SAN JUAN, Puerto Rico — A storm that has hurled rain on the southern Caribbean and the northern shoulder of South America was expected to hit Central America as a tropical storm over the weekend and eventually develop into a hurricane over the Pacific, forecasters said Thursday.
The fast-moving disturbance known merely as Potential Tropical Cyclone Two has been drenching parts of the Caribbean region since Monday without ever meeting the criteria for a named tropical storm.
On Thursday, it was blowing past the northernmost part of Colombia and was centered about 600 miles east of Bluefields on Nicaragua’s Atlantic coast, according to the U.S. National Hurricane Center.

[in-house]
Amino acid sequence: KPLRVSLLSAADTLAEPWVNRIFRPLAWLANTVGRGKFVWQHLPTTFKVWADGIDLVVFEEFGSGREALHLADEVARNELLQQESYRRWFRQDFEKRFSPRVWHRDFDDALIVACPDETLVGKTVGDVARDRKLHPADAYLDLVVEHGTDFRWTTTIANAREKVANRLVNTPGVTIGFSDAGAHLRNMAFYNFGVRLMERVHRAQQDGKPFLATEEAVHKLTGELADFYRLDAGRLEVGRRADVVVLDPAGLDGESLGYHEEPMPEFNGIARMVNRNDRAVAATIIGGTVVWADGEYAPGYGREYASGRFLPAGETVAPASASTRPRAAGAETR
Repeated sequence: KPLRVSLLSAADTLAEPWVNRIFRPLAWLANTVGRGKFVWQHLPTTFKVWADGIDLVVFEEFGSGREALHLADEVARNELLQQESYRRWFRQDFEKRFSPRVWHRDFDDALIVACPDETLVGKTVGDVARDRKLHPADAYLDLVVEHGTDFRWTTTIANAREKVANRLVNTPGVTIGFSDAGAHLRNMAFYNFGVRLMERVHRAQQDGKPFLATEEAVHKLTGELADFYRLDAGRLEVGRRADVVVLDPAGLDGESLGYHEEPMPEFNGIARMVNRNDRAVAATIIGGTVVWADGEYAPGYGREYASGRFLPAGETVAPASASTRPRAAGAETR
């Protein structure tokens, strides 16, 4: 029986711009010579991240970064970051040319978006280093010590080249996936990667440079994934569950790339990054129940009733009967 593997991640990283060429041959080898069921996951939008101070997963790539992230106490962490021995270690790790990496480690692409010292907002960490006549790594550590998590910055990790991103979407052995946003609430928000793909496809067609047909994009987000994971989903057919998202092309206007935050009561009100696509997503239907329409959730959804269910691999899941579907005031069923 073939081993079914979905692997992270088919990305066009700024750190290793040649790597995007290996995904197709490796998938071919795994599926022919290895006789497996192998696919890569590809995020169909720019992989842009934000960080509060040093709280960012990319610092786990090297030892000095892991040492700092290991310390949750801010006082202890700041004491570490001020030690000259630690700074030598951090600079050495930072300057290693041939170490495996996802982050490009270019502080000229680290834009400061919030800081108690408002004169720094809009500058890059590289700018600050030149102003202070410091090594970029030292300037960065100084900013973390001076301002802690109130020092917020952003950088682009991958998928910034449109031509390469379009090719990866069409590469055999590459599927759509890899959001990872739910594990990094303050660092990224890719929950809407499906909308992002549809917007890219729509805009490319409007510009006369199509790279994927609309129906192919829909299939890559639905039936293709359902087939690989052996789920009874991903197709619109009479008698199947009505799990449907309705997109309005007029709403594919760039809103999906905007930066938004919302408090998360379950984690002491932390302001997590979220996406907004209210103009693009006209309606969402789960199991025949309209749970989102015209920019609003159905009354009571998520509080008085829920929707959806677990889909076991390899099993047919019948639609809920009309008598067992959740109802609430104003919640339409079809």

It was moving west at 20 mph and was projected to hit the Nicaragua-Costa Rica area as a tropical storm by late Friday or Saturday.
The storm had maximum sustained winds of 40 mph — right at the edge of tropical storm force, through with ragged wind circulation, apparently due to its rapid advance westward. The Hurricane Center said that pace should be slowing.
The storm was expected to drop 3 to 5 inches of rain on parts of northern Colombia, then 4 to 8 inches on Nicaragua and Costa Rica, posing the threat of flash flooding.
Venezuela and several Caribbean islands closed schools as the storm approached over recent days.
Forecasters also are watching two other disturbances in the tropics. One is in the western Gulf of Mexico and was expected to move onto the southern Texas coast later Thursday. The other is several hundred miles east of the Windward Islands and is showing little chance of strengthening, forecasters said.
Times staff writer Chris Tisch contributed to this report.
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